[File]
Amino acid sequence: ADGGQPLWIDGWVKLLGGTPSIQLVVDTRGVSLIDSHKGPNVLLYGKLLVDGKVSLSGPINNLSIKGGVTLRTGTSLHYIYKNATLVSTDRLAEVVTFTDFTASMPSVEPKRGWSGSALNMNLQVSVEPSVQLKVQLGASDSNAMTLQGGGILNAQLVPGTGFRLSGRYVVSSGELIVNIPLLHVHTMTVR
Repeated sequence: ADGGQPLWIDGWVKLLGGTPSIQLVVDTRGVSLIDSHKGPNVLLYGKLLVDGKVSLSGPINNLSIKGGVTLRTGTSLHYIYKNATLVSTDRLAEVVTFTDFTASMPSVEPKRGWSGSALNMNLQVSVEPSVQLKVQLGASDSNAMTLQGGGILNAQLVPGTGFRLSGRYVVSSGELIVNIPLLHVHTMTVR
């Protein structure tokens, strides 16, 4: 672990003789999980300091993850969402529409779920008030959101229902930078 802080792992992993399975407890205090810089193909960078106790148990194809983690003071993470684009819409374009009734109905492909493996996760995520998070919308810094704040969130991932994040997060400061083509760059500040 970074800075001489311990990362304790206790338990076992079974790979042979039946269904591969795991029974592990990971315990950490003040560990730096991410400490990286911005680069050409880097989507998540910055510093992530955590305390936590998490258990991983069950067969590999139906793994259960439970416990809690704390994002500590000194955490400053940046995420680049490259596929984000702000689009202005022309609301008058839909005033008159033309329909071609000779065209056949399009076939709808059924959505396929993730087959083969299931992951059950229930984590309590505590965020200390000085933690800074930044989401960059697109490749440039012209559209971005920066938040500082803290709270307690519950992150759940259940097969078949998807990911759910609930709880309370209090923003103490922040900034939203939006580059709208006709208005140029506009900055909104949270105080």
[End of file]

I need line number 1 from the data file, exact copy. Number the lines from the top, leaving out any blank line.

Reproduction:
Amino acid sequence: ADGGQPLWIDGWVKLLGGTPSIQLVVDTRGVSLIDSHKGPNVLLYGKLLVDGKVSLSGPINNLSIKGGVTLRTGTSLHYIYKNATLVSTDRLAEVVTFTDFTASMPSVEPKRGWSGSALNMNLQVSVEPSVQLKVQLGASDSNAMTLQGGGILNAQLVPGTGFRLSGRYVVSSGELIVNIPLLHVHTMTVR